Automatic #RaspberryPi board revision detection

Frank Carver, over at RaspberryAlphaOmega, has done a comparison between the different revision numbers of the two Models of the Raspberry Pi. He lists the different revisions and explains what capabilities or tweaks can be inferred from the revision number.

Automatic Raspberry Pi board revision detection: model A, B1 and B2 | Raspberry Alpha Omega.

This is an excellent companion piece to Daniel Bull’s recent MK Raspberry Jam thread.

A Guide to the #Arduino by guru Ben Heck with notes from me!

In this video, electronics guru Ben Heck examines and explains the Arduino including Outputs, Inputs, PWM and Analog Input.

You can view the video below, but I suggest reading the next bit for some background and hints.

I recommend watching from the 1 minute mark as the beginning is an intro and then a piece about his current Pinball project. The first minute is fun, but irrelevant for the main title of the video.

The video doesn’t necessarily detail everything you need to know – Ben assumes some common sense and occasionally more fundamental things like, for example, what a sketch actually is. He also skims past little nuggets.

The video also has this annoying habit of going off-topic. In this case there’s a piece about the “newly released” 512mb Model B Raspberry Pi, so it’s not that much of a trial to sit through.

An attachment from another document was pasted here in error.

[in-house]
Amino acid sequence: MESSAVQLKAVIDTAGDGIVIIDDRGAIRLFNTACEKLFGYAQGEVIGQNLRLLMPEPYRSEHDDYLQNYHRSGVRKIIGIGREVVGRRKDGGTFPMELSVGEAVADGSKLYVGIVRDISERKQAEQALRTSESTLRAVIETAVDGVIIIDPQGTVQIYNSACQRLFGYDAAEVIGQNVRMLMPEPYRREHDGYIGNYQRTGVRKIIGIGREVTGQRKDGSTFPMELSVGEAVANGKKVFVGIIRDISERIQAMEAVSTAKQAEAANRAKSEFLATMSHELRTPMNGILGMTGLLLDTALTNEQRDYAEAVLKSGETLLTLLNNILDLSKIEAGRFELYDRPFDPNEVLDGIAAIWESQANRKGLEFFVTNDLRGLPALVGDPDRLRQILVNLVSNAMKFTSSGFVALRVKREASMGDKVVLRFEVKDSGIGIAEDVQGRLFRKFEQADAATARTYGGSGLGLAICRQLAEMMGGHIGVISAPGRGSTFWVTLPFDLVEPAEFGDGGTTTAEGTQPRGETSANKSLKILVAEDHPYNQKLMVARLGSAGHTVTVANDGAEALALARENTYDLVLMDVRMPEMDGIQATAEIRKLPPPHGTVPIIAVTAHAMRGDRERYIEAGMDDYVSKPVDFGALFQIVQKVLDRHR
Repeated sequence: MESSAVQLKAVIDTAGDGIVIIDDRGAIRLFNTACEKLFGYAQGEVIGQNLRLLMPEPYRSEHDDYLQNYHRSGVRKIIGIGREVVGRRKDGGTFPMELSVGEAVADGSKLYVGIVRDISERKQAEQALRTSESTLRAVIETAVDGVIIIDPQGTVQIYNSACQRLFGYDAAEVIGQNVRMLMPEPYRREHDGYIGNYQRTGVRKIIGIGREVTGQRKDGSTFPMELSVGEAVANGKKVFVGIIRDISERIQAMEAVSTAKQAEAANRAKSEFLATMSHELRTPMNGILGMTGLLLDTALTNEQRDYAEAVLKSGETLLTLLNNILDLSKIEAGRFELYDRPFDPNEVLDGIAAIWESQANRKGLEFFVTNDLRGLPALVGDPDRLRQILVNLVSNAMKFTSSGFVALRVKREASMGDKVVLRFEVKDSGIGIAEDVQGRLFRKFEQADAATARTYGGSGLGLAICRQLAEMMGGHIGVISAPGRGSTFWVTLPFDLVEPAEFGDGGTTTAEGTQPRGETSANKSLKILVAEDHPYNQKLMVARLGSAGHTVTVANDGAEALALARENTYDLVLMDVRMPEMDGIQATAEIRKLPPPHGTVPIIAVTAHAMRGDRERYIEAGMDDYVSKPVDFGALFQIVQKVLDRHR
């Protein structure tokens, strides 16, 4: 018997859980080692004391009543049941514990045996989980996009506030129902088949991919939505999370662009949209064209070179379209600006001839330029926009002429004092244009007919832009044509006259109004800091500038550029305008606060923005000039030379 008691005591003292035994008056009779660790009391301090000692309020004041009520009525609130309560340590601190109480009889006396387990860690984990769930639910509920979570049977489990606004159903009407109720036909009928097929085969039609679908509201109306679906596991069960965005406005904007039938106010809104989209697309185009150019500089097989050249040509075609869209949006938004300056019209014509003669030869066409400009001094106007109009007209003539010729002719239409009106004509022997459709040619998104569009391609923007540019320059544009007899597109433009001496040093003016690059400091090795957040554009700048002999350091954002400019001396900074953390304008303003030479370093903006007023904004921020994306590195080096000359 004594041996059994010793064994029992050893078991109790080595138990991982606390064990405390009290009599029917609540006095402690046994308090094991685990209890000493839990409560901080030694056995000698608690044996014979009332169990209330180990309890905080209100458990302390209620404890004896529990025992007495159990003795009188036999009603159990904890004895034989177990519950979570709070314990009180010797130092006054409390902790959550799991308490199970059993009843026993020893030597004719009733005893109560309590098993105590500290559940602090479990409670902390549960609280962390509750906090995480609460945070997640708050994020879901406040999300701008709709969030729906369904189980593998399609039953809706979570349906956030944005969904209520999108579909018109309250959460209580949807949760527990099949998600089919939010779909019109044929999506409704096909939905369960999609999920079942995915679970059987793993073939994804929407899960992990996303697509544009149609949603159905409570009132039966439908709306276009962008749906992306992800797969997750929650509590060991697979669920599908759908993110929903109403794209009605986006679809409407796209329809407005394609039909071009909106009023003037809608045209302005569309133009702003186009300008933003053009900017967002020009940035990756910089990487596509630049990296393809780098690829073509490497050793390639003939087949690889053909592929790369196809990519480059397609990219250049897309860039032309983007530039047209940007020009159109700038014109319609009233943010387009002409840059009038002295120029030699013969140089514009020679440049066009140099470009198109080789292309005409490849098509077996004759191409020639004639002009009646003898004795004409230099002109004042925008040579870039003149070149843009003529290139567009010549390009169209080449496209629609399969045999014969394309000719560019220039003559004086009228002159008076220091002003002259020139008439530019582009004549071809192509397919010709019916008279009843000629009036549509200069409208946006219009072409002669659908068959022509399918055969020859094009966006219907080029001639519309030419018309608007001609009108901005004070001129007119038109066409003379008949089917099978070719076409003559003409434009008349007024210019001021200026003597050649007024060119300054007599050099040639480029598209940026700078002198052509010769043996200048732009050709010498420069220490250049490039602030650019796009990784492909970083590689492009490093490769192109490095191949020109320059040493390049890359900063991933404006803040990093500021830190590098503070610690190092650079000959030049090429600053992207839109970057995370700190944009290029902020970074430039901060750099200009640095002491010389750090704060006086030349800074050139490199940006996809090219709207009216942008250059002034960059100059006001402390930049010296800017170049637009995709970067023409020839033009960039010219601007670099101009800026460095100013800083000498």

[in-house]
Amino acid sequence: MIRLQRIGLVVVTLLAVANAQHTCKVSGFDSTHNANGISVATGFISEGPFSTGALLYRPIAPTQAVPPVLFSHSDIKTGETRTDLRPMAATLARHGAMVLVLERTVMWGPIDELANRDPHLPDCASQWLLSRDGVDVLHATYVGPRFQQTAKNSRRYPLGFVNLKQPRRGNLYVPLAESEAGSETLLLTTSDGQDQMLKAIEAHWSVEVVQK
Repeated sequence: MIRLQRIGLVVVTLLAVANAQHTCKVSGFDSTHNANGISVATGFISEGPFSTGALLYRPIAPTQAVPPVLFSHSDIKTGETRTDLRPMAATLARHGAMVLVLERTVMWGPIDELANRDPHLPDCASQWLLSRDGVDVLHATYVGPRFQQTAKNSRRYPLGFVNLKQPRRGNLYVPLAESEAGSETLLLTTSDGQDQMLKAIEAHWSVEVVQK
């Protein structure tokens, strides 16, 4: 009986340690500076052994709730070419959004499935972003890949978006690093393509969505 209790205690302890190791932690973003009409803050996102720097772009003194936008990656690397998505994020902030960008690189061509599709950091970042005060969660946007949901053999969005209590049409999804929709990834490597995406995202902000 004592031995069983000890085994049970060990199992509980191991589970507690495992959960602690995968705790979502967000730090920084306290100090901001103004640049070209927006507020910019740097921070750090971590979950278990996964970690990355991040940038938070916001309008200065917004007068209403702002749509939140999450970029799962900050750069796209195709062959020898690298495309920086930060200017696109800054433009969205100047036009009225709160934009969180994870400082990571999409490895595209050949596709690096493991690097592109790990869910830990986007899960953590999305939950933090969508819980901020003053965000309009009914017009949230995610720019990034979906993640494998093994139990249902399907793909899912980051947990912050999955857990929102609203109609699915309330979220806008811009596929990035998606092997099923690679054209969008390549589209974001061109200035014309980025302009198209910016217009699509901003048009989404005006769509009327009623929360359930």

So here’s some notes I made whilst watching the video:

  • a “Sketch” is a program, or piece of code, that runs on the Arduino. Sketches are uploaded to the Arduino using the Arduino IDE (development environment, or the blue-window thing that you run to write sketches).
  • Arduinos can only host one uploaded sketch at a time.
  • “Arduino” refers to the design of the board. There are several designs and each design has subtle differences. There are even ‘clones’ (or copies) of the official Arduino boards available.
  • Only certain pins on the Arduino are PWM-capable and are marked as ~ on the Arduino board. (Some boards don’t have the ~ marking. My Leonardo clone, for instance)
  • When using pinMode(), the first parameter is the ID of the pin, the second is the mode you want it to operate as. The mode parameter is “aliased” meaning that you can use different parameters to mean the same thing. So, setting the mode to 1 is the same as setting it to OUTPUT and 0 is the same as setting it to INPUT.
  • When using digitalWrite(), the first parameter is the pin ID. The second parameter is the value to write it to. Again, the second parameter is aliased. 0 is the same as LOW, 1 is the same as HIGH.
  • PWM means Pulse Width Modulation and is used for analog signals. As one commenter on the video posted, PWM allows you to change the ‘duty cycle’ of the pin, rather than Ben’s stated ‘frequency change’ but essentially, you can think of it as a frequency change and see it by playing around with values.
  • PWM essentially means that you send pulses of power rather than a (digital) on or off. The pulses can be faster than the eye can see, when dealing with an LED, for example.
  • Serial….() allows you to feed back info via the serial connection through USB or the serial pins.
  • AnalogRead() is appropriate for varying inputs such as joysticks where there is not an exact on or off. (I know, I know, basic, but he doesn’t make it clear what analog actually is, so…)

Everything You Need To Know About Arduino – YouTube.

Nintendo Wii Remote, Python and the #RaspberryPi

Great article from Matt Hawkins on getting a Wii remote communicating with the Raspberry Pi.

Nintendo Wii Remote, Python and The Raspberry Pi | Raspberry Pi Spy.

There’s also another article on the same topic at Brian Hensley’s blog that has some clear tutorial-style instructions – Read the article – and there’s also a video to go along with it: